Hillary Clinton has received a lot of warranted negative publicity recently for having some trouble getting through a New York Subway turnstile. The desperate attempt at conveying herself as authentic and relatable demonstrated the complete opposite. “I love it because it’s so convenient, it’s just the best way to get around,” Ms. Clinton told ABC News in a subway car.
Aside from Ms. Clinton’s trouble with the turnstile, it is illegal to campaign on New York City’s subway cars. Ms. Clinton only rode two stops, and has been transported by Secret Service Chauffeurs for over the past two decades, giving no other reason for Ms. Clinton riding the subway other than for the media attention on the subway while President of the Borough of the Bronx, Ruben Diaz Jr, introduced her to riders as the next President of the United States. Saturday Night Live took advantage of the event in a spoof which was trending on social media the day after it aired. Her use of the subway for a photo op as she panders New Yorkers for their votes preceding the primary on April 19th, is one of many attempts which have backfired on Ms. Clinton throughout the 2016 Democratic Primaries.
In December, Hillary Clinton’s campaign published an article entitled, “7 Ways Hillary Clinton is Just Like Your Abuela,” an obvious ploy to lure Latino voters. Shortly after, the hashtag, #NotMyAbuela started trending on social media in response as users accused Ms. Clinton of ‘hispandering’ for votes as they criticized her record on immigration, failed trade policies, and war. In March 2016 at the Democratic debate held in Miami, Florida, Ms. Clinton denied allegations she is guilty of ‘hispandering,’ while shortly after the question she used the word, “basta,” in response to a debate question, despite not being fluent in Spanish at all, and in another response she mentioned New York Congresswoman Velasquez for no reason other than to pander for Latino votes.
On the Ellen Show in September 2015, Hillary Clinton cringingly tried to demonstrate to Ellen Degeneres and her audience the ‘Nae Nae’ dance. In contrast, her opponent Senator Bernie Sanders will openly admit he doesn’t listen to Rap music, but can manage to have a genuine conversation over lunch with Rapper Killer Mike. Despite allegations Bernie Sanders has been unable to earn the votes from black communities, he has not stooped to exploiting opportunistic situations for publicity as Hillary Clinton does.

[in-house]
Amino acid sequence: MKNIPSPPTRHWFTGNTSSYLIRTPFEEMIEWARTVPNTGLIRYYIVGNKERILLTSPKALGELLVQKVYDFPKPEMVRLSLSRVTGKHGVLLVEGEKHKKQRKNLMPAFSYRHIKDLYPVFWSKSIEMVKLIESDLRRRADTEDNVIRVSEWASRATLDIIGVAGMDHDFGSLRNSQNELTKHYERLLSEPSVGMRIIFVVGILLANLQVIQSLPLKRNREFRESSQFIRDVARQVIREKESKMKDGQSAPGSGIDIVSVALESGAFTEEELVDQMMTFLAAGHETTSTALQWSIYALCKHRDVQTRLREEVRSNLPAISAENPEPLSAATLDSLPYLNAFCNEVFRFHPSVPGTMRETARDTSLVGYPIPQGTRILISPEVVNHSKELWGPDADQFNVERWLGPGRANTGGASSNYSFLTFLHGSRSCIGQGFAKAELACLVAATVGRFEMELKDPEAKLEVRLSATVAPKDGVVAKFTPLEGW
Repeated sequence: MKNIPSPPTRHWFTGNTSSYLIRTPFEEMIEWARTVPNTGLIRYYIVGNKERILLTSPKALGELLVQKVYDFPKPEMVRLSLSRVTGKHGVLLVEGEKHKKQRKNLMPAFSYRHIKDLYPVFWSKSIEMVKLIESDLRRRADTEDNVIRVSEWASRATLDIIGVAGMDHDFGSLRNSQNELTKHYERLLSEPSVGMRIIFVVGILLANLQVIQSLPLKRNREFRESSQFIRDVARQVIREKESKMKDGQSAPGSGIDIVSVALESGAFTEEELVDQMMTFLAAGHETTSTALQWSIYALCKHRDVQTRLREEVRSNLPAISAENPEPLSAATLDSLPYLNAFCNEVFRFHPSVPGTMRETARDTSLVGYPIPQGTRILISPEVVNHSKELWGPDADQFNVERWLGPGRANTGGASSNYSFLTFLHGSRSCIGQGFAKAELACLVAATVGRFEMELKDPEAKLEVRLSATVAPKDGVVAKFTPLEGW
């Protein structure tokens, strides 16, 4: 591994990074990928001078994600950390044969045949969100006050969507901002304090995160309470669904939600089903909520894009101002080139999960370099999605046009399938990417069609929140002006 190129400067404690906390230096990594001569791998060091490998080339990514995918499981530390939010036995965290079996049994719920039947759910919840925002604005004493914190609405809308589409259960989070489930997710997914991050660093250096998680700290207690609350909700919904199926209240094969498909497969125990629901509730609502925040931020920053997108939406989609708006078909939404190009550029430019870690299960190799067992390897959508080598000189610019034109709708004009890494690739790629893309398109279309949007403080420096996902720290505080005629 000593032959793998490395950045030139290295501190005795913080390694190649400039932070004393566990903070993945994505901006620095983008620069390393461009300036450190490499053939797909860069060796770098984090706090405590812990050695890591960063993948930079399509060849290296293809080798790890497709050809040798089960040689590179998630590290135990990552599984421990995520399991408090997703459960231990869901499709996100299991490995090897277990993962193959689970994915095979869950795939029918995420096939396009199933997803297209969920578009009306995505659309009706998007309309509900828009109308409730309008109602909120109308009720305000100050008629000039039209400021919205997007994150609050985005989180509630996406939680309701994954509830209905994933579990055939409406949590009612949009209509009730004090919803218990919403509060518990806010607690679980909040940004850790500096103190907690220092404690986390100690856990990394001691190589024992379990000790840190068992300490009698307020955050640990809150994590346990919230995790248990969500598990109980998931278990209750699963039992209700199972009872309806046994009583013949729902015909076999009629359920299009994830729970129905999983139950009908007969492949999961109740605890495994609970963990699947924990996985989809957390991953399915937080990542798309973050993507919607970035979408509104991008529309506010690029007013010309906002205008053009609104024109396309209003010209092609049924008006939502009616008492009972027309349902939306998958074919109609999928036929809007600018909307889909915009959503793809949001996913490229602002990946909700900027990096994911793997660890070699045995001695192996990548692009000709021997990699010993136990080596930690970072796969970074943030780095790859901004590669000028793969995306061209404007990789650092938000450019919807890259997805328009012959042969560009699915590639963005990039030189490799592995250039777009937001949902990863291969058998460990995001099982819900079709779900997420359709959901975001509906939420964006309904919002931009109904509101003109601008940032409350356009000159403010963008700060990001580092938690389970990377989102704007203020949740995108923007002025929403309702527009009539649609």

Most recently, she crashed Black Girls Rock!, an annual show aired on BET to honor black women and girls in business, activism, and entertainment, but Ms. Clinton stole the show for her own political gain. “Clinton’s appearance last night was a typical, yet no less distasteful demonstration of her willingness to invade spaces constructed exclusively for Black people, spaces painstakingly carved out because we are silenced, ignored and exploited when we try to co-exist socially with White people not unlike the former First Lady, whenever those spaces provide an opportunity for her to win favor and votes,” wrote LaSha in an article for Ebony Magazine.
Ms. Clinton has been heavily criticized throughout the Democratic Primaries for pandering to progressive voters by adopting several of Bernie Sanders’ lines and stances on issues, such as her flip-flop to opposing the Trans-Pacific Partnership trade agreement, a pact she helped push negotiations through during her service as Secretary of State. Comedian and writer for the New Yorker, Andy Borowitz, made Hillary Clinton’spandering the subject of a satirical article in the beginning of the Democratic Primaries in April 2015, titled, “Hillary Expected to Adopt All of Sanders’ Positions By Noon.”
Saturday Night Live also spoofed Hillary Clinton’s overt use of appealing parts of Bernie Sanders’ campaign to try to win over young voters, who overwhelmingly support Bernie Sanders. She has made other efforts to try to court young voters, from watching the first Republican debate with Kanye West and Kim Kardashian, to paying Katy Perry to perform at campaign rallies. In Iowa, Ms. Clinton once told a young voter, ““I want to be as good a president as Beyoncé is a performer.” These efforts have come off more condescending than appealing to youth.
Ms. Clinton’s failures in garnering much support from younger voters has manifested in visible frustrations on the campaign trail. She recently alleged young voters don’t do their own research in an interview with MSNBC’s Meet the Press host Chuck Todd after a Greenpeace activist confronted her about donations Ms. Clinton has received from the oil industry throughout her political career. She was also called out for pandering to progressives in New York after she appeared at a rally in New York with Governor Andrew Cuomo in celebration of the introduction of legislation to enact a statewide $15 minimum wage, when Ms. Clinton only supports raising the federal minimum wage to $12 an hour.
Hillary Clinton’s long and well documented record of pandering for votes rather than listening to voters was a significant reason why she lost to Barack Obama in the 2008 Democratic Primaries. In 2016, voters, especially young voters, are catching on to Ms. Clinton’s flawed attempts to appear authentic and down-to-Earth. Ms. Clinton’s reputation as dishonest and untrustworthy partially stems from her efforts to say or do anything for political expediency.